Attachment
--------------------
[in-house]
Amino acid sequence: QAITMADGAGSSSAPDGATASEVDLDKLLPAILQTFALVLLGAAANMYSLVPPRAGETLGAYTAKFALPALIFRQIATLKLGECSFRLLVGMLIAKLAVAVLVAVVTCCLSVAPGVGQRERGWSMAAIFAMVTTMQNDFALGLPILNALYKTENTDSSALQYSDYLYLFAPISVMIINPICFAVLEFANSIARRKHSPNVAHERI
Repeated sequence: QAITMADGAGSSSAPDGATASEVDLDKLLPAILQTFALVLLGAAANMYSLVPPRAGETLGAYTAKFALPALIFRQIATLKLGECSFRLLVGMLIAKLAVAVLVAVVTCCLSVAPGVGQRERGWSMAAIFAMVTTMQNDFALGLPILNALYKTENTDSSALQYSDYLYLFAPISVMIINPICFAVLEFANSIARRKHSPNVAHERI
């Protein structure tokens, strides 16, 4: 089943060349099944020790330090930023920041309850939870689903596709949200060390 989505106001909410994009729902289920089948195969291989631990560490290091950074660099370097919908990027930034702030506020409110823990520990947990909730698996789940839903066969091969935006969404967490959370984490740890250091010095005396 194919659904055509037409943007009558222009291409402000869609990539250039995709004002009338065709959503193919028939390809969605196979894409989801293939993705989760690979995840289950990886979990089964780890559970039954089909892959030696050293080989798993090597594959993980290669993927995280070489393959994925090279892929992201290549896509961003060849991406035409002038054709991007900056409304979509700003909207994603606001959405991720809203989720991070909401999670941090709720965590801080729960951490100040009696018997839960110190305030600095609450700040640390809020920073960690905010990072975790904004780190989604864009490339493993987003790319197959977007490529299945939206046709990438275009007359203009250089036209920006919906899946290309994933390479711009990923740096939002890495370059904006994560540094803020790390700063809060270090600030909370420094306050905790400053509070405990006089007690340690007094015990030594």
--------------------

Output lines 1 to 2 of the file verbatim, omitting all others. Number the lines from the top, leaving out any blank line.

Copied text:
[in-house]
Amino acid sequence: QAITMADGAGSSSAPDGATASEVDLDKLLPAILQTFALVLLGAAANMYSLVPPRAGETLGAYTAKFALPALIFRQIATLKLGECSFRLLVGMLIAKLAVAVLVAVVTCCLSVAPGVGQRERGWSMAAIFAMVTTMQNDFALGLPILNALYKTENTDSSALQYSDYLYLFAPISVMIINPICFAVLEFANSIARRKHSPNVAHERI